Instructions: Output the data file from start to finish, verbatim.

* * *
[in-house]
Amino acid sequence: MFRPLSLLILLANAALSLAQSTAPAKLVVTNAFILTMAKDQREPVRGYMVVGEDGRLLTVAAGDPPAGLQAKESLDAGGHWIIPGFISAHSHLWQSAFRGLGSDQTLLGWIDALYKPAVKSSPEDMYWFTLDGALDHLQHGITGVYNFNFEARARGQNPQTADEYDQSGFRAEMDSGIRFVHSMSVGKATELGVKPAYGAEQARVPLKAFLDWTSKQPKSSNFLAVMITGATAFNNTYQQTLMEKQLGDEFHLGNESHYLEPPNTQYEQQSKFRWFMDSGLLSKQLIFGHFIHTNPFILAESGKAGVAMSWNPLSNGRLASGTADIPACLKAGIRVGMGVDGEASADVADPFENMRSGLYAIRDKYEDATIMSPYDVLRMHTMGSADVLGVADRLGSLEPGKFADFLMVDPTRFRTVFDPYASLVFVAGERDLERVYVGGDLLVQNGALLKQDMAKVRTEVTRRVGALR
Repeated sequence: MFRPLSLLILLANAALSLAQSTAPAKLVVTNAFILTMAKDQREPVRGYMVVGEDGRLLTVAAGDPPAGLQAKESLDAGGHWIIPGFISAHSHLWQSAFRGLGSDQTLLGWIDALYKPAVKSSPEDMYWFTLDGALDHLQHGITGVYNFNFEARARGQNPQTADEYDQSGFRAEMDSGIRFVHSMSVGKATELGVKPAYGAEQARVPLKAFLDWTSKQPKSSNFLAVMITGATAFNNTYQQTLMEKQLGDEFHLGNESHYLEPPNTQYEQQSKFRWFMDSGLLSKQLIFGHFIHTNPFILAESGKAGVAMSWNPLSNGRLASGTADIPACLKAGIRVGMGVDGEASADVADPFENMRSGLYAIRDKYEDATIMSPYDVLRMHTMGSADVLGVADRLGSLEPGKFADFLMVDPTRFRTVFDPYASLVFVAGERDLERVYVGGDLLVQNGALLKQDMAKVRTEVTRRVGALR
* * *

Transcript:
[in-house]
Amino acid sequence: MFRPLSLLILLANAALSLAQSTAPAKLVVTNAFILTMAKDQREPVRGYMVVGEDGRLLTVAAGDPPAGLQAKESLDAGGHWIIPGFISAHSHLWQSAFRGLGSDQTLLGWIDALYKPAVKSSPEDMYWFTLDGALDHLQHGITGVYNFNFEARARGQNPQTADEYDQSGFRAEMDSGIRFVHSMSVGKATELGVKPAYGAEQARVPLKAFLDWTSKQPKSSNFLAVMITGATAFNNTYQQTLMEKQLGDEFHLGNESHYLEPPNTQYEQQSKFRWFMDSGLLSKQLIFGHFIHTNPFILAESGKAGVAMSWNPLSNGRLASGTADIPACLKAGIRVGMGVDGEASADVADPFENMRSGLYAIRDKYEDATIMSPYDVLRMHTMGSADVLGVADRLGSLEPGKFADFLMVDPTRFRTVFDPYASLVFVAGERDLERVYVGGDLLVQNGALLKQDMAKVRTEVTRRVGALR
Repeated sequence: MFRPLSLLILLANAALSLAQSTAPAKLVVTNAFILTMAKDQREPVRGYMVVGEDGRLLTVAAGDPPAGLQAKESLDAGGHWIIPGFISAHSHLWQSAFRGLGSDQTLLGWIDALYKPAVKSSPEDMYWFTLDGALDHLQHGITGVYNFNFEARARGQNPQTADEYDQSGFRAEMDSGIRFVHSMSVGKATELGVKPAYGAEQARVPLKAFLDWTSKQPKSSNFLAVMITGATAFNNTYQQTLMEKQLGDEFHLGNESHYLEPPNTQYEQQSKFRWFMDSGLLSKQLIFGHFIHTNPFILAESGKAGVAMSWNPLSNGRLASGTADIPACLKAGIRVGMGVDGEASADVADPFENMRSGLYAIRDKYEDATIMSPYDVLRMHTMGSADVLGVADRLGSLEPGKFADFLMVDPTRFRTVFDPYASLVFVAGERDLERVYVGGDLLVQNGALLKQDMAKVRTEVTRRVGALR